Size-dependent spawning and egg quality of Red Snapper: Final Progress Report Submitted to MARFIN
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Size-dependent spawning and egg quality of Red Snapper: Final Progress Report Submitted to MARFIN

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  • Alternative Title:
    Final Progress Report Submitted to MARFIN
  • Description:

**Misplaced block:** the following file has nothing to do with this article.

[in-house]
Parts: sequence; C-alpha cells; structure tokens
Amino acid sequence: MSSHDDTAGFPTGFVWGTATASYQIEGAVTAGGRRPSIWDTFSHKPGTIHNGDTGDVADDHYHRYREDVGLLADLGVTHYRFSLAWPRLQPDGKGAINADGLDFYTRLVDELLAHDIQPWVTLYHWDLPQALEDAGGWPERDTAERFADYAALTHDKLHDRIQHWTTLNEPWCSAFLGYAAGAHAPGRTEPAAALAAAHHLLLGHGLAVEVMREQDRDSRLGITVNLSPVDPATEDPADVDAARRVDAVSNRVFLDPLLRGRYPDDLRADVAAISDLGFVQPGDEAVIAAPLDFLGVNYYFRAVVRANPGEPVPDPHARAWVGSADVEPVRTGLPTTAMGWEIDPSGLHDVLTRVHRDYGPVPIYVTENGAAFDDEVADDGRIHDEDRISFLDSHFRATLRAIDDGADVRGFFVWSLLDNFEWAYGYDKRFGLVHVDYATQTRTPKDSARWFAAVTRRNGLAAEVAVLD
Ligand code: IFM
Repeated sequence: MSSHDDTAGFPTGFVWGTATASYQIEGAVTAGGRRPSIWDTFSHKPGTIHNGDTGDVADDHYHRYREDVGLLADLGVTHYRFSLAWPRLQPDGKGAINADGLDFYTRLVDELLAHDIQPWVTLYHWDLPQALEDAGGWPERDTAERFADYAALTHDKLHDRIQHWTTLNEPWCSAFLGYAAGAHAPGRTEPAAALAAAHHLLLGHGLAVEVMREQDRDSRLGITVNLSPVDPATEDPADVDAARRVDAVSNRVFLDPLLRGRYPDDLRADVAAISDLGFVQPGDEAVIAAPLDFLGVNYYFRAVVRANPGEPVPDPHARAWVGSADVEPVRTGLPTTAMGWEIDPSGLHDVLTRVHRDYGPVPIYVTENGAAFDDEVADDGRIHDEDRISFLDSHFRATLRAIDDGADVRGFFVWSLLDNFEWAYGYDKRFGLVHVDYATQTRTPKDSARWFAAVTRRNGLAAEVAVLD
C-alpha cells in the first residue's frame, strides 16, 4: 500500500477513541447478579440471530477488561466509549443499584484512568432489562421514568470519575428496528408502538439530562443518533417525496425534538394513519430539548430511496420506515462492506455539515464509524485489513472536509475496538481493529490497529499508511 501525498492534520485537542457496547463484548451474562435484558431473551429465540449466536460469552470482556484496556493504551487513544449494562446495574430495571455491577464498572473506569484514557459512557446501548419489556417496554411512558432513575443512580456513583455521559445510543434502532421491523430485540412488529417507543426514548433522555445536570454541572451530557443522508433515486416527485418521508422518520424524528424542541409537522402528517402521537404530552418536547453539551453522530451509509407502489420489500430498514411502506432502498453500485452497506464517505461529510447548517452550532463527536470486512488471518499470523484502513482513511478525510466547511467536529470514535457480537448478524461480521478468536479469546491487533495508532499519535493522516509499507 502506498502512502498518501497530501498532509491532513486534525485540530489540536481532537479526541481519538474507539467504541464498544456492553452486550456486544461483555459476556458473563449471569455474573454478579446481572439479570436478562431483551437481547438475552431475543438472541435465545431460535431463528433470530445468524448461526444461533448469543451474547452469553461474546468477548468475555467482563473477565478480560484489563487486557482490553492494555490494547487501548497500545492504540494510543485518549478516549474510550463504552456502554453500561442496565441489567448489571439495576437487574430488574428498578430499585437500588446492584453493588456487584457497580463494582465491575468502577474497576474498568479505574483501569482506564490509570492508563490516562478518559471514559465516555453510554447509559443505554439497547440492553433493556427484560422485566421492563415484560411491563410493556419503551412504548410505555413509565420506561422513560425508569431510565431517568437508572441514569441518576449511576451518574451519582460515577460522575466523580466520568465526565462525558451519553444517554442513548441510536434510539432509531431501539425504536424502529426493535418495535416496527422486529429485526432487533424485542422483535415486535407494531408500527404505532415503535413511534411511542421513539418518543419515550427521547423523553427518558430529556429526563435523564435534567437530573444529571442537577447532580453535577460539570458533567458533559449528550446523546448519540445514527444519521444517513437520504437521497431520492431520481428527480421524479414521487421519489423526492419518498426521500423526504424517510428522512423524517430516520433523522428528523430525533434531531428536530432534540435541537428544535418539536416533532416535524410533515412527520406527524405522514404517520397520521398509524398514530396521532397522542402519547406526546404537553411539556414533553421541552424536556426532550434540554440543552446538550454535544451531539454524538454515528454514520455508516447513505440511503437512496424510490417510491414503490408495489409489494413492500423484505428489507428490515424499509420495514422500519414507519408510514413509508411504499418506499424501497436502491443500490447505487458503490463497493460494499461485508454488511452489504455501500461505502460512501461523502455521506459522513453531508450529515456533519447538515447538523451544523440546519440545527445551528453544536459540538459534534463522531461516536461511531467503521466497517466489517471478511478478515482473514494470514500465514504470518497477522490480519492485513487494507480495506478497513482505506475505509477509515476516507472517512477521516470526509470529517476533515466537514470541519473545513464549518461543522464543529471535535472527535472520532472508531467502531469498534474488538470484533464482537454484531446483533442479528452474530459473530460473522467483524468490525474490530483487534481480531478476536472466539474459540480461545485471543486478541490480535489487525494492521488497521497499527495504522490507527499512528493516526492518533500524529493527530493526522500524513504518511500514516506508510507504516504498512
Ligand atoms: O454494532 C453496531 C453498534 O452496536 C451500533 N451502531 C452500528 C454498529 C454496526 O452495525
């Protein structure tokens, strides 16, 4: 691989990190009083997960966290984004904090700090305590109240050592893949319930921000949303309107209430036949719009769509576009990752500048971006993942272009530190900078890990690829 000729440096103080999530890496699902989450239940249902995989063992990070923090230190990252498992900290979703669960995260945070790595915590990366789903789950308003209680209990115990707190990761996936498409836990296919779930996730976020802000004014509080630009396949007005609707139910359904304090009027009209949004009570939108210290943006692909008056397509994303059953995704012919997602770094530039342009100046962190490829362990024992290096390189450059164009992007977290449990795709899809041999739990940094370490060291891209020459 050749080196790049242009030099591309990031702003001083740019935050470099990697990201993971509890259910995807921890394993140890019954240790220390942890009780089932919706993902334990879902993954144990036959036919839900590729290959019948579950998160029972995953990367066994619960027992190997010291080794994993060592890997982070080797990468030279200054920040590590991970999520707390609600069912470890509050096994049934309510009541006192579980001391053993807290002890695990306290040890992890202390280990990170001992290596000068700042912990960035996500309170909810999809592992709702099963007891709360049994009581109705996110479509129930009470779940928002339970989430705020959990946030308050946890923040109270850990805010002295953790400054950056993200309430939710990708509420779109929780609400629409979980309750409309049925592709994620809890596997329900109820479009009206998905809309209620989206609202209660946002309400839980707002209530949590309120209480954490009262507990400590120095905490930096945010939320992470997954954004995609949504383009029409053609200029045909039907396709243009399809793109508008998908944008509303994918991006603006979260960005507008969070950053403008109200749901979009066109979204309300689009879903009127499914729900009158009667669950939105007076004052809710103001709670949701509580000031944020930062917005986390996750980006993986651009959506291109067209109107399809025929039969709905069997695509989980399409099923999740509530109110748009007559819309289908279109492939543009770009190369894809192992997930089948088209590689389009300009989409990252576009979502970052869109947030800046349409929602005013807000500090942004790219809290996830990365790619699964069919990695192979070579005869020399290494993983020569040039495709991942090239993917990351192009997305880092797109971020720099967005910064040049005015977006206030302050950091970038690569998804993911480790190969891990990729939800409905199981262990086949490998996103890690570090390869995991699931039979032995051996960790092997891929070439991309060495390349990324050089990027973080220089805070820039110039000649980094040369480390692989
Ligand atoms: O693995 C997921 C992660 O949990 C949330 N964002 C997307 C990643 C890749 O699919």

The project goal was to study the reproductive biology of red snapper in the laboratory emphasizing the size-specific spawning potential and the quality of female spawns. The objective was to determine the size-specific potential of young female red snapper to contribute to the spawning stock. Adult red snapper ranging in size from 305-579 mm TL (12.5-25 in.) for females and 298-521 mm TL (11.75-20.5 in.) for males were captured by hook and line at weekly intervals during a period from the end of May through the middle of October. Fish were brought to the lab in a transport tank, held overnight then sexed by catheterization. Individual females were injected with HCG (Human Chorionic Gonadotropin; 1.1 IU per gram body weight) and paired with two ripe males injected with HCG (0.55 IU per gram). Fish were held at field temperatures and photo period in spawning tanks for up to 3 days or until they spawned. Spawned eggs were counted and a subsample measured. Spawning in the laboratory took place between,2300 and 0100 hours typically 30-36 hours after injection. Laboratory spawnability of red snapper was highest in June, July and August and decreased in September and October. Overall laboratory spawnability for age 2 fish was low (-20%) and increased significantly in older females (-70%). Batch fecundities ranged from several hundred eggs for a 317 mm, age 2 female to 255,000 for a 552 mm age 5 snapper. There were no discernible differences in egg diameter related to female size or age. Mean egg diameters ranged from 0.71 to 0.81 mm with an overall mean of 0.77 mm and showed no obvious size-dependent or seasonal trends when all size classes were plotted together. However, when spawns from age 3 fish were plotted by month a trend of declining egg size later in the spawning season was apparent. Based on results from this study it is reasonable to conclude that while some age 2 female red snapper are spawnable, age 2 fish are unlikely to contribute significantly to spawning stock biomass. Numerous age 2 (25%) and age 3 (33%) males with flowing sperm were captured, one as small as 298 mm TL (11.75 in.), suggesting that age 2 males may participate in spawning at a higher frequency than females.
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